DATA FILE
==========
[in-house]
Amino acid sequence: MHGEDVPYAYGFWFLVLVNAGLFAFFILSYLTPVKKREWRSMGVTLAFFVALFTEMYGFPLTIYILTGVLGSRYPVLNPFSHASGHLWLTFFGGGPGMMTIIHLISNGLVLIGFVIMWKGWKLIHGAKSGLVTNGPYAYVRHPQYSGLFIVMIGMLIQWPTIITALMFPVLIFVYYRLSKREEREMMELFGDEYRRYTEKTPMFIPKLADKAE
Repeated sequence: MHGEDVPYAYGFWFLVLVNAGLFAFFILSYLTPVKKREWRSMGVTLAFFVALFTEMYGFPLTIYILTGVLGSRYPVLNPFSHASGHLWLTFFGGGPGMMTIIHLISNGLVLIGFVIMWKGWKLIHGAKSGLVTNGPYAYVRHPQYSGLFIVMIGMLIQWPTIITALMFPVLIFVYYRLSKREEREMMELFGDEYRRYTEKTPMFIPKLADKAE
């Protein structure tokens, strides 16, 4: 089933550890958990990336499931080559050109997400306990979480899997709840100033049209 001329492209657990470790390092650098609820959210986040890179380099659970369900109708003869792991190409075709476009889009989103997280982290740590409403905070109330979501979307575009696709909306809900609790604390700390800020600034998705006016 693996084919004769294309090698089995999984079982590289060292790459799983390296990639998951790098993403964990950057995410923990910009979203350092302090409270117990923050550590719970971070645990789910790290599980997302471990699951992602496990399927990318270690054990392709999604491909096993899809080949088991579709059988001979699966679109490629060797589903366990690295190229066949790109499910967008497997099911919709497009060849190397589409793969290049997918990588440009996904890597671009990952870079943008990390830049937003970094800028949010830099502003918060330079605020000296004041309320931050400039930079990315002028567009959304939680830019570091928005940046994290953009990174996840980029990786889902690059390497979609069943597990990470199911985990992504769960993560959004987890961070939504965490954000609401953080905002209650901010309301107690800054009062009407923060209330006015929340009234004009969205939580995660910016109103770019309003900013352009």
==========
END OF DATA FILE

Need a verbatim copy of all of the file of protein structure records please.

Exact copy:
[in-house]
Amino acid sequence: MHGEDVPYAYGFWFLVLVNAGLFAFFILSYLTPVKKREWRSMGVTLAFFVALFTEMYGFPLTIYILTGVLGSRYPVLNPFSHASGHLWLTFFGGGPGMMTIIHLISNGLVLIGFVIMWKGWKLIHGAKSGLVTNGPYAYVRHPQYSGLFIVMIGMLIQWPTIITALMFPVLIFVYYRLSKREEREMMELFGDEYRRYTEKTPMFIPKLADKAE
Repeated sequence: MHGEDVPYAYGFWFLVLVNAGLFAFFILSYLTPVKKREWRSMGVTLAFFVALFTEMYGFPLTIYILTGVLGSRYPVLNPFSHASGHLWLTFFGGGPGMMTIIHLISNGLVLIGFVIMWKGWKLIHGAKSGLVTNGPYAYVRHPQYSGLFIVMIGMLIQWPTIITALMFPVLIFVYYRLSKREEREMMELFGDEYRRYTEKTPMFIPKLADKAE
């Protein structure tokens, strides 16, 4: 089933550890958990990336499931080559050109997400306990979480899997709840100033049209 001329492209657990470790390092650098609820959210986040890179380099659970369900109708003869792991190409075709476009889009989103997280982290740590409403905070109330979501979307575009696709909306809900609790604390700390800020600034998705006016 693996084919004769294309090698089995999984079982590289060292790459799983390296990639998951790098993403964990950057995410923990910009979203350092302090409270117990923050550590719970971070645990789910790290599980997302471990699951992602496990399927990318270690054990392709999604491909096993899809080949088991579709059988001979699966679109490629060797589903366990690295190229066949790109499910967008497997099911919709497009060849190397589409793969290049997918990588440009996904890597671009990952870079943008990390830049937003970094800028949010830099502003918060330079605020000296004041309320931050400039930079990315002028567009959304939680830019570091928005940046994290953009990174996840980029990786889902690059390497979609069943597990990470199911985990992504769960993560959004987890961070939504965490954000609401953080905002209650901010309301107690800054009062009407923060209330006015929340009234004009969205939580995660910016109103770019309003900013352009």